The Constructor

RCC Coupling Beam – Types, Advantages and Design of Coupling Beam as per ACI

Reading time: 1 minute

A coupling beam is a lateral force resistant component of a structure. Types, advantages, and design of coupling beam as per ACI 318- 11 are discussed. Coupling beam is used effectively when two shear wall or any other elements that are used for withstanding lateral loads is combined. This consequently decreases the overturning effect and improves the overall stiffness of a system. Moreover, if coupled beam proportioned properly above the second floor of the building, plastic hinges are developed and subjected to similar rotations at the beam end over structure height at the same time. This leads to distribution input energy dissipation over the height of the structure in the coupling beams instead of concentration mostly in the wall piers of the first story. Therefore, the main function of the coupling beam is the dissipation of energy and improving stiffness and strength of the lateral load system of the structure. Favorite coupling beam performance is obtained when it is designed to be adequately strong and stiff. Additionally, coupling beams should yield before wall piers, exhibit ductile behavior, and possess considerable energy absorption characteristics. Figure-1 shows the coupling beam in structures a, b, and c.

Figure-1: (a), (b), and (c) are examples of coupling beams in structures

Coupling beam should be designed in such a way that over the coupling and under coupling is prevented or avoided because the former would make the system to behave as a single solid wall with small frame action and the latter will cause the system to act like two separated walls.

Types of Coupling Beam used in Structure

There are two types of coupling beams used in structure:
  1. Conventionally reinforced concrete coupling beams
  2. Diagonally reinforced concrete coupling beams

Conventionally Reinforced Concrete Coupling Beam

This type of coupling beam is similar to normal reinforced concrete with bottom and top reinforcement in addition to shear stirrups. It is employed when the beam is quite long compared with its depth. Such beams develop moment hinge at their ends and the failure type will be a ductile failure. Figure-2 shows conventional reinforced coupling beams.

Figure-2: Coupling Beams with Horizontal Reinforcement

Diagonally Reinforced Concrete Coupling Beam

When the ratio of coupling beam length is similar to its depth, the design of the beam is governed by shear and the failure is brittle. Diagonal reinforcement is provided to avoid brittle failure and resist shear. This reinforcement arrangement leads to a decrease in the amount of shear reinforcement. An example of a diagonal coupling beam is illustrated in Figure-3.

Figure-3: Diagonal Reinforcement in Coupling Beams

Types of Coupling Beam as per ACI 318- 11

For design purposes, American Concrete Institute (ACI 318- 11) classified reinforced concrete coupling beams into three categories depending on the ratio of coupling beam clear span to its depth (ln/h) and on the level of shear stress in the coupling beams. All three coupling beam types are explained in the following points:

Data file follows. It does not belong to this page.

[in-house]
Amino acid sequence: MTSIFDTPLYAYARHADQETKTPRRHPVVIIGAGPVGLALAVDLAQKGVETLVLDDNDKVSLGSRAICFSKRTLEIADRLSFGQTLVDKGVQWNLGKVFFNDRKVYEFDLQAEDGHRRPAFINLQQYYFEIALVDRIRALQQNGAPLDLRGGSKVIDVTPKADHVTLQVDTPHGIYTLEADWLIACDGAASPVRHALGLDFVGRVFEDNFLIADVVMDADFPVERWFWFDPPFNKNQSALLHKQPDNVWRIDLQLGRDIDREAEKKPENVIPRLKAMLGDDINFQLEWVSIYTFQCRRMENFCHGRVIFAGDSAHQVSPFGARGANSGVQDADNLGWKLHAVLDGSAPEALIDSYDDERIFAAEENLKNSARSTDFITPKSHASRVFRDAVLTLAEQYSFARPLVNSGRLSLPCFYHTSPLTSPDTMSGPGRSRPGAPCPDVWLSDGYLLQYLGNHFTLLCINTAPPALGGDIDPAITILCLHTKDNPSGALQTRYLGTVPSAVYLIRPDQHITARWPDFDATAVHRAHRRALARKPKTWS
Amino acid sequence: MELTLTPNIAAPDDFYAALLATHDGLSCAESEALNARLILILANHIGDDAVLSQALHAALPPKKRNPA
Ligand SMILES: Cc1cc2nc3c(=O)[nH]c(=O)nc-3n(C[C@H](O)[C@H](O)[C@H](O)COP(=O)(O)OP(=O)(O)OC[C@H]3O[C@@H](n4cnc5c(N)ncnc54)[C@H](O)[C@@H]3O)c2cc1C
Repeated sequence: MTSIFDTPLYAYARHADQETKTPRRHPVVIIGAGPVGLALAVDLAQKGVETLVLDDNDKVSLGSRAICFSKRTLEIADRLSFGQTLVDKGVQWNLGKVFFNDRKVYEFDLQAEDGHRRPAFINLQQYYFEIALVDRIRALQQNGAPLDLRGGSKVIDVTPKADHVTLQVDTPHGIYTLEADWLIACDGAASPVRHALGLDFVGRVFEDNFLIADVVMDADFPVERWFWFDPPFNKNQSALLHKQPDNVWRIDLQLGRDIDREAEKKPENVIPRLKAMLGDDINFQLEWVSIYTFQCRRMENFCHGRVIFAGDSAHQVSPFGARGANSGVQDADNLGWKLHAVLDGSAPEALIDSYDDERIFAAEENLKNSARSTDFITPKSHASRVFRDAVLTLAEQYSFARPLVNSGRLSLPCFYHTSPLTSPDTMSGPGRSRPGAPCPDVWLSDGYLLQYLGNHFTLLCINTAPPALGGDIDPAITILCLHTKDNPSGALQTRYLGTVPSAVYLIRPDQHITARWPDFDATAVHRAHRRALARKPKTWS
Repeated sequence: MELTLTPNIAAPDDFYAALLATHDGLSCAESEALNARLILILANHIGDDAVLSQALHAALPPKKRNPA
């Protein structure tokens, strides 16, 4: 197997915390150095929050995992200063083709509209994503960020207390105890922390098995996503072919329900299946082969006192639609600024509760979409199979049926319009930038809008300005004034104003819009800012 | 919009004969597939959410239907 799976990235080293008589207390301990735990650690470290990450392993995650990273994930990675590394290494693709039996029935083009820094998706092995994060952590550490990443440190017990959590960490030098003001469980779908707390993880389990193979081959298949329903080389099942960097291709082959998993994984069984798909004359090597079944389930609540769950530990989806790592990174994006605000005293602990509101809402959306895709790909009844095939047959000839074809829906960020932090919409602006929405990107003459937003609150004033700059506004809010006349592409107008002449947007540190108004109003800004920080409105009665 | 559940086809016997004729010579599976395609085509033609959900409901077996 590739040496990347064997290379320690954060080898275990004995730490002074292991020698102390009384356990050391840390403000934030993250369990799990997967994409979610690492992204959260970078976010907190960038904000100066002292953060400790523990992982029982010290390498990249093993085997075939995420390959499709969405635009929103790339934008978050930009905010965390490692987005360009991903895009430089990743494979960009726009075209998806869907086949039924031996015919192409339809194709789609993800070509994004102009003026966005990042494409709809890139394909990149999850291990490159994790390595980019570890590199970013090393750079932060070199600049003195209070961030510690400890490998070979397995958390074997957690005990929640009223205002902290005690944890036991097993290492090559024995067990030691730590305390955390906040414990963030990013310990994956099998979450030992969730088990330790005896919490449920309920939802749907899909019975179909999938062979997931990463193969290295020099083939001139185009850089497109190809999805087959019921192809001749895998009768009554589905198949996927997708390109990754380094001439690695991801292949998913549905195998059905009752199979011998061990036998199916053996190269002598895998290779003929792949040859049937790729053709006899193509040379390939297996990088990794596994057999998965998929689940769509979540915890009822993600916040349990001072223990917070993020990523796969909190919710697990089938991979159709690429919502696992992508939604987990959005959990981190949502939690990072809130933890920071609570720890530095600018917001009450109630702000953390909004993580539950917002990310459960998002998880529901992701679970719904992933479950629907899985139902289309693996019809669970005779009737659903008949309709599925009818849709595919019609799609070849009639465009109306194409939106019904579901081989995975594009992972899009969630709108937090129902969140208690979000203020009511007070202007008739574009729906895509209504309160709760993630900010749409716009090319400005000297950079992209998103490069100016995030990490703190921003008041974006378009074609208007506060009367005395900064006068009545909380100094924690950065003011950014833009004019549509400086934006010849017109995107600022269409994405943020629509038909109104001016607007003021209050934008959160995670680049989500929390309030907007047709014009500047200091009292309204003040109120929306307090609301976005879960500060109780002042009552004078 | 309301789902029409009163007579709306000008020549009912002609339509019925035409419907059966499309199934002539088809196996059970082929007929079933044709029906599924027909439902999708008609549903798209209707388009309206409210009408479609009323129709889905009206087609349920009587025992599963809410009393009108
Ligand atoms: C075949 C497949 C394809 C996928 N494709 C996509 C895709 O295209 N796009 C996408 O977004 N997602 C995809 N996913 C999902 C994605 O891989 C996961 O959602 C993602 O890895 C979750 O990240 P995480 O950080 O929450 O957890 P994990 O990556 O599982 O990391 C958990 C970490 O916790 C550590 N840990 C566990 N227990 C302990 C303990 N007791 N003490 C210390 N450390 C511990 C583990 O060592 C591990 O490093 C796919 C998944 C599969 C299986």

1. Coupling beams with (ln/h) >/= 4

Coupling beams are designed like special moment frames and must satisfy special moment frame requirements and proportioning that are provided by ACI Code section 21.5 apart from and There is no enough room for installing diagonal reinforcement that is why horizontal steel bars are placed at the top and bottom of the beam.

2. Coupling beam with (ln/h) < 0.2 and with

This beam needs to be reinforced with two intersecting groups of diagonally installed steels symmetrical about midspan, unless it can be demonstrated that loss of stiffness and strength of the coupling beams will not decrease the vertical load-carrying ability of the structure, the integrity of nonstructural components, and their connections to the structure, or postseismic egress from the structure.

3. Other coupling beams

Other coupling beams are those beams that are not included in the previous two categories and can be reinforced with either conventional reinforced moment frame beams or with two intersecting groups of diagonally placed steels.

Coupling Beam Design Guidelines as per ACI Code

Figure-4 illustrates coupling beam space design. Heavy hatched area specifies the upper limit on the shear design of the beams. Beams that are locating in the lightly shaded area may be designed as per the ACI code but could have constructability problems due to reinforcement congestion. Moreover, beams falling into the left side of the dashed line are designed with diagonally reinforced bars. However, those to the right are adequately designed with a special moment frame beam. Furthermore, beams with anΒ extremely small (ln/h) ratios can be designed using the strut and tie model that is provided by ACI Code Appendix A.

Β Figure-4: Coupling Beam Design Guidelines as per ACI Code

Finally, a detailed design procedure of coupling beams is not provided in this article. However, it can be found in Seismic Design of Cast-in-Place Concrete, Special Structural Walls and Coupling Beams, A Guide for Practicing Engineers which is a report prepared for the US department of commerce.
Exit mobile version